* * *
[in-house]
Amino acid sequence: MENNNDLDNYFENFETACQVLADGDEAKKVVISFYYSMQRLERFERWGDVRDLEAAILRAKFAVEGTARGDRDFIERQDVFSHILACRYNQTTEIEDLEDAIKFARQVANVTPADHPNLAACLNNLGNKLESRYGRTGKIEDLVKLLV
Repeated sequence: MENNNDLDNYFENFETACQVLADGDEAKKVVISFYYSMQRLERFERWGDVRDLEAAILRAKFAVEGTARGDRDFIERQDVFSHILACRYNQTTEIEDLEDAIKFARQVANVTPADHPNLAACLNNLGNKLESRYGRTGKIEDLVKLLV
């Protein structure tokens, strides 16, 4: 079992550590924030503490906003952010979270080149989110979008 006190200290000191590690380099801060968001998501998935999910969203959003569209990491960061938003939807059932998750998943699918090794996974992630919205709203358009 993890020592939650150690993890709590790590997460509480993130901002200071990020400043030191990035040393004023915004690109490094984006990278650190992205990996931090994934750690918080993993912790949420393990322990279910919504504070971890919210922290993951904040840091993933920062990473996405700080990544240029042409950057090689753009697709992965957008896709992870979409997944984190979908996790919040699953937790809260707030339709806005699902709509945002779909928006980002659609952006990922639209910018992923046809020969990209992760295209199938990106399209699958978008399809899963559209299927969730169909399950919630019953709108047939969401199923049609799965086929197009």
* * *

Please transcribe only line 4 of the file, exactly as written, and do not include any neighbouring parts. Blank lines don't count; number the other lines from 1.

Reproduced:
């Protein structure tokens, strides 16, 4: 079992550590924030503490906003952010979270080149989110979008 006190200290000191590690380099801060968001998501998935999910969203959003569209990491960061938003939807059932998750998943699918090794996974992630919205709203358009 993890020592939650150690993890709590790590997460509480993130901002200071990020400043030191990035040393004023915004690109490094984006990278650190992205990996931090994934750690918080993993912790949420393990322990279910919504504070971890919210922290993951904040840091993933920062990473996405700080990544240029042409950057090689753009697709992965957008896709992870979409997944984190979908996790919040699953937790809260707030339709806005699902709509945002779909928006980002659609952006990922639209910018992923046809020969990209992760295209199938990106399209699958978008399809899963559209299927969730169909399950919630019953709108047939969401199923049609799965086929197009």